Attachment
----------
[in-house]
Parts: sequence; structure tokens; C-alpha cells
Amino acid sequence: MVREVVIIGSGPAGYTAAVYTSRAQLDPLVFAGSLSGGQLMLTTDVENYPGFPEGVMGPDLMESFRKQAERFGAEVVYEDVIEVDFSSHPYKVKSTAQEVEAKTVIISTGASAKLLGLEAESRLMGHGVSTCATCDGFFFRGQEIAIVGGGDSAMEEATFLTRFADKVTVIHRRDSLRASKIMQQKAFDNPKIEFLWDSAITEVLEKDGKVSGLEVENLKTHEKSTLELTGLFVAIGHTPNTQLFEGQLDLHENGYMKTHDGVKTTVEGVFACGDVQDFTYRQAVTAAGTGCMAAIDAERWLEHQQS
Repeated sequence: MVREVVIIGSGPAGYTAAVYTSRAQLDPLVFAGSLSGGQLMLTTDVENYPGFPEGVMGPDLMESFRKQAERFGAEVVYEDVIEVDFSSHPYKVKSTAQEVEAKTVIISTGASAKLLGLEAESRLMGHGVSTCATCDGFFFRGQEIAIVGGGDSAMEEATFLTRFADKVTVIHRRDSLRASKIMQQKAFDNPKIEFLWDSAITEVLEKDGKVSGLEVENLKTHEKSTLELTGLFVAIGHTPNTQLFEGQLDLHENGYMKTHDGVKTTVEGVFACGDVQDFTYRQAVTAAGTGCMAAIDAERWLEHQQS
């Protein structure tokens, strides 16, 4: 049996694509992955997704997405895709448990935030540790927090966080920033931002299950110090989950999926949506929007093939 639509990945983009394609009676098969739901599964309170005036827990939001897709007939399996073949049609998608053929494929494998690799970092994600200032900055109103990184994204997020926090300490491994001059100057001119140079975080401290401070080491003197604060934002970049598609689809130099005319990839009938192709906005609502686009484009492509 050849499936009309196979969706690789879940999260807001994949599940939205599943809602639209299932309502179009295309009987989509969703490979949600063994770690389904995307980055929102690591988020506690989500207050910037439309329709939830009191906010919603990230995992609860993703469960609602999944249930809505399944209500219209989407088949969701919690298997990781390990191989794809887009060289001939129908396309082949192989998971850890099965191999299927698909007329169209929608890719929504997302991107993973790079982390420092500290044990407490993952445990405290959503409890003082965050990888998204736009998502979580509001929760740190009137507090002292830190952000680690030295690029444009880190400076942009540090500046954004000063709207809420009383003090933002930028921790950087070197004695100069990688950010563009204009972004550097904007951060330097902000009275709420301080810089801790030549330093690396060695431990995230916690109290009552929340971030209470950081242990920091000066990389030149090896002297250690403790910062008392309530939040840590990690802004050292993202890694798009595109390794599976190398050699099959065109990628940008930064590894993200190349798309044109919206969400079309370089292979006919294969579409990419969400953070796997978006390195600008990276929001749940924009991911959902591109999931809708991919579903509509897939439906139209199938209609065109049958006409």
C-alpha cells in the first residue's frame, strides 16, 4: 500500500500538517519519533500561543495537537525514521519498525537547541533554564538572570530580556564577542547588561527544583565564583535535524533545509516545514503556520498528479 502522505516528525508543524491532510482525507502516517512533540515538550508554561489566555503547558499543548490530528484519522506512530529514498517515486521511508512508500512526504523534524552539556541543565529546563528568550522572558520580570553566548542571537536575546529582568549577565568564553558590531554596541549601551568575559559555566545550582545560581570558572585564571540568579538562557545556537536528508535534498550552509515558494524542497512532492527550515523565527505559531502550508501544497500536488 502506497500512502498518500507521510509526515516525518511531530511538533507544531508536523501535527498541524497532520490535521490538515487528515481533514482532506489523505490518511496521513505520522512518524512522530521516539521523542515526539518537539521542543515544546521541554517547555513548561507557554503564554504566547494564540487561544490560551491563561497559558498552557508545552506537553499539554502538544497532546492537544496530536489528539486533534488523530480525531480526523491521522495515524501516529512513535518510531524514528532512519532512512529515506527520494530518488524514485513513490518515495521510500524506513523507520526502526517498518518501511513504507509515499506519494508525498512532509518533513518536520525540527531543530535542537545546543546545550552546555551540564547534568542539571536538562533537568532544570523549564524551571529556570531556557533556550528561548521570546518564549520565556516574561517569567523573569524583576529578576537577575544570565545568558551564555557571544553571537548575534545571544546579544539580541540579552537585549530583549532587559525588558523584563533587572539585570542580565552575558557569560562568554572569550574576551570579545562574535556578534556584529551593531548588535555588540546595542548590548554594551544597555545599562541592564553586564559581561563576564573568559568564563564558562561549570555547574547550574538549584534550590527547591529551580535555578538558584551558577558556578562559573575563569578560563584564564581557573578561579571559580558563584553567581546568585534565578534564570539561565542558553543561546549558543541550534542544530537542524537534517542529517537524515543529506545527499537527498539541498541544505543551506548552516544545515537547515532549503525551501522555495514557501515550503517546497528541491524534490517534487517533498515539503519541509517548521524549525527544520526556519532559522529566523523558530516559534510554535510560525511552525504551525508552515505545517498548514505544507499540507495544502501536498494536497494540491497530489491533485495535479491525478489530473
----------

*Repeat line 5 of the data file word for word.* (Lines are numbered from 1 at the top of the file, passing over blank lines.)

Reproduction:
């Protein structure tokens, strides 16, 4: 049996694509992955997704997405895709448990935030540790927090966080920033931002299950110090989950999926949506929007093939 639509990945983009394609009676098969739901599964309170005036827990939001897709007939399996073949049609998608053929494929494998690799970092994600200032900055109103990184994204997020926090300490491994001059100057001119140079975080401290401070080491003197604060934002970049598609689809130099005319990839009938192709906005609502686009484009492509 050849499936009309196979969706690789879940999260807001994949599940939205599943809602639209299932309502179009295309009987989509969703490979949600063994770690389904995307980055929102690591988020506690989500207050910037439309329709939830009191906010919603990230995992609860993703469960609602999944249930809505399944209500219209989407088949969701919690298997990781390990191989794809887009060289001939129908396309082949192989998971850890099965191999299927698909007329169209929608890719929504997302991107993973790079982390420092500290044990407490993952445990405290959503409890003082965050990888998204736009998502979580509001929760740190009137507090002292830190952000680690030295690029444009880190400076942009540090500046954004000063709207809420009383003090933002930028921790950087070197004695100069990688950010563009204009972004550097904007951060330097902000009275709420301080810089801790030549330093690396060695431990995230916690109290009552929340971030209470950081242990920091000066990389030149090896002297250690403790910062008392309530939040840590990690802004050292993202890694798009595109390794599976190398050699099959065109990628940008930064590894993200190349798309044109919206969400079309370089292979006919294969579409990419969400953070796997978006390195600008990276929001749940924009991911959902591109999931809708991919579903509509897939439906139209199938209609065109049958006409």